An hour of sleep just isn't enough. Nobody's brain should fire at such rapid high speed that an hour of sleep still allows you to go full-bore through a 13-hour day in blistering heat. I am tired. I am not sleepy.

Sometimes I wonder what would be happening amongst my neurotransmitters if I weren't taking all of those sedating pharmaceutical medications. Ziiiing!

Saturday, July 19, 2008

So many thoughts

When my brain totally melted down a few years ago, I spent a lot of time on a well-known online forum. The community was tolerable and at times incredibly helpful. There was a definite social pecking order, though. I suppose that's true of any online community. At a time when I had been heading upward and then spiraled downward, I was no longer healthy enough to delude myself and ignore the truth that there were several hostile people there. They just would not tolerate anyone else having serious troubles--I suppose they resent that the attention that goes with that is going to someone else.

I recently went back and visited the forum. The same people are having the same discussions about the same exact issues and dramas they were three years ago and two years ago and one year ago.

This means something to me, mostly because I am no longer having those discussions. Maybe I have a good doctor. Maybe therapy worked. Maybe I was never afraid to keep looking for a way to not be able to relate to those discussions.

I'm not saying that I am in any way better than those people on the forum. No. I do, however, think that there is a big difference between talking about one's illness and talking to get insight about one's illness. As I scrolled through those conversations, it seemed to me that going over the same old ground is not meant to be insightful for them. It's more of a way to avoid getting on with life in spite of an illness.

That may sound judgmental, but that's not my intention. Looking back on the forum was a revelation for me showing just how far I've come and continue to progress.

The truth is, I haven't been feeling all that great myself lately, but I can see that I have coping skills and I know how to call on them. That's a good thing when you feel a little unraveled. It's encouraging.

I detest my illness. Treating it with medication may be a challenge, but getting me to accept that I would have to live with it if I were to choose to live at all was a much, much greater challenge. I am sure that this moment of personal insight exists somewhere on the famous continuum outlined by Elisabeth Kubler-Ross. Progress, I guess.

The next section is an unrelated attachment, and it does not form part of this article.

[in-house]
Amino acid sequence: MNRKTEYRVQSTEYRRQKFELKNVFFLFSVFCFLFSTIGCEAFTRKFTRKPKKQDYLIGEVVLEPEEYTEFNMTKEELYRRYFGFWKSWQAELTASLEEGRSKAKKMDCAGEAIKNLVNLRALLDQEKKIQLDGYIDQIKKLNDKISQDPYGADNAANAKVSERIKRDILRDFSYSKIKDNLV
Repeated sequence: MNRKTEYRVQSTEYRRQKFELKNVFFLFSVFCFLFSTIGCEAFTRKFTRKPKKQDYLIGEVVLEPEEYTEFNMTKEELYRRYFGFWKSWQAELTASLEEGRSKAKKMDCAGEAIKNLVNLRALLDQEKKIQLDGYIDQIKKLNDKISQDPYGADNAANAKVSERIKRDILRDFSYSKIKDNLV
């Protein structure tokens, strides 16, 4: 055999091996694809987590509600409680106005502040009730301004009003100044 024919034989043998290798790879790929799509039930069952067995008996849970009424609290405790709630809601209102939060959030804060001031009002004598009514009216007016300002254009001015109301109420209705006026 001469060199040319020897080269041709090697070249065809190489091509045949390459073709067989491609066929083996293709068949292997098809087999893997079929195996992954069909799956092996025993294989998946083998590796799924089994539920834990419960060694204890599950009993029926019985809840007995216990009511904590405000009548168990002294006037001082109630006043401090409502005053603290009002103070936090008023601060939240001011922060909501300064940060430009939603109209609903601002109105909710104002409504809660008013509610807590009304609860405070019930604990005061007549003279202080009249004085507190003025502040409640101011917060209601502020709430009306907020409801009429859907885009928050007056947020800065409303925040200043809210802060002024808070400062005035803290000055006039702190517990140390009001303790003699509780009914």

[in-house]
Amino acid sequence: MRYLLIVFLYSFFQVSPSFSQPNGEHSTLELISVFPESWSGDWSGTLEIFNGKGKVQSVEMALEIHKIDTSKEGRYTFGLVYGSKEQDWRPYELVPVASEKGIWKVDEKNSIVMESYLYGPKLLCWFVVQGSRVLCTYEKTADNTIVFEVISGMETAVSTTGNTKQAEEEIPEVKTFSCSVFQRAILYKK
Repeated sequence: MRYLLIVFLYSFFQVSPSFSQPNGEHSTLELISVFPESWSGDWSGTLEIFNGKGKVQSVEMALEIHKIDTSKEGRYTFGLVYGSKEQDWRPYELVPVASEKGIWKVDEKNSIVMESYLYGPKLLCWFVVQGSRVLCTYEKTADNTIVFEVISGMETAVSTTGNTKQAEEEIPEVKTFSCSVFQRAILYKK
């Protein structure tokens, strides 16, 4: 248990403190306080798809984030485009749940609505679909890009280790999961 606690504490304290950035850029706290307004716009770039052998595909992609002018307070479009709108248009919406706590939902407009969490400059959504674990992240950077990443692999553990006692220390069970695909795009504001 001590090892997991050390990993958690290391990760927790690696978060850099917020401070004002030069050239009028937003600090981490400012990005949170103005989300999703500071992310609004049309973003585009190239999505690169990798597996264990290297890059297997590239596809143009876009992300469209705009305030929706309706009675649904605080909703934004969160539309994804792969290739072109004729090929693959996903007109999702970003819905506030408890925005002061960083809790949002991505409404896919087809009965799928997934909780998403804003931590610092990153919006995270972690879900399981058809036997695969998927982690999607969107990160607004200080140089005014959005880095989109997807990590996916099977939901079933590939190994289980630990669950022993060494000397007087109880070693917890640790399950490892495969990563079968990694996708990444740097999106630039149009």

Monday, July 14, 2008

The importance of medication

This is a cautionary tale. I always read these articles to remember that even the bright, acconplished people with BP still go over the edge. Literallly. I am not immune, so I remain medication-compliant. That being said, this guy was psychotic, and I never think of that as a BP symptom. Irrational, yes. His diagnosis was right on time, chronologically speaking, as to when some doctor finally gets it right.

HONOLULU, July 14 (UPI) -- A missing millionaire software designer was found dead in Hawaii Monday, two weeks after he was last seen at a Honolulu hotel, authorities said.

The Hawaii medical examiner identified a body found at the bottom of an Oahu cliff as that of Steven Thomas, 36, the founder of security software maker Webroot Software Inc. Thomas had been missing since June 30 when he went to a hotel to visit relatives, the Honolulu Advertiser reported.

Officials said Thomas' decomposing body was found by three hikers Sunday afternoon below the Nuuanu Pali Lookout, a 985-foot cliff.

Thomas had been diagnosed with bipolar disorder in April after an incident in which he ran naked into a group of competitive runners passing in front of his Lanikai, Hawaii, home. His wife told the newspaper Thomas had experienced delusions of being stalked by aliens and the government but had refused medical help. Steven Thomas was staying at the Sheraton Princess Kaiulani Hotel in Waikiki with his cousin and mother when he made an unusual remark, his wife said. "And they were all on the balcony and he said to them 'This balcony isn't high enough for what I need to do,' and that really scares me," Candis Thomas said.

Candis Thomas said her husband was "having major panic attacks, he was very agitated, aggressive" the last time she saw him. He disappeared as the couple was planning to travel from Hawaii to their summer home in Boulder, Colo., where Thomas founded his software company and later sold it for $50 million.

© 2008 United Press International, Inc. All Rights Reserved.

A very good man

Sometimes, there are people who are not afraid to ask hard questions. More important, they are brave enough to take a risk and pursue the most difficult answers. The world is a better place because of these people. Today, Brainucopia salutes one of them: Luis Moreno-Ocampo. We salute him not just for his actions today, but for the many times he stepped up to ask for accountability where it had been buried under the darkest, ugliest secrets. Tip your hat, raise your glass, give a nod.

Sunday, July 13, 2008

The formula for a good night's sleep

The cure for insomnia is:

750mg lithium
200mg Lamictal
25mg Lyrica
300mg Elmiron
6.25mg Ambien CR
300mg Hydroxyzine
9mg Emsam*
5mg Valium (vaginal suppository) ahhhh....
Xanax as needed
iPod "Sleep" mix; silicone earbuds recommended

Works like a charm. I am a zombie.

OK, Emsam prevents sleep in a big way, but it takes the other nine medications to counteract it.

I remember when

I remember when I could accomplish so much in the course of a week, it made people tired just to contemplate my schedule. I remember when I could get up early, go to a 5:30 a.m. aerobics class, work a full fay, and hit a 7:00 p.m. exercise class on the way home, and then finish some paperwork while watching TV.

When I was in grad school, I also worked. I was on committees. I excelled. I was hypomanic for like, three years straight. Hypomania rocks, it rocks, it rocks. Other people might loathe me, but man, I got a lot done and I felt good, and it didn't matter to me how fuckin' obnoxious I became.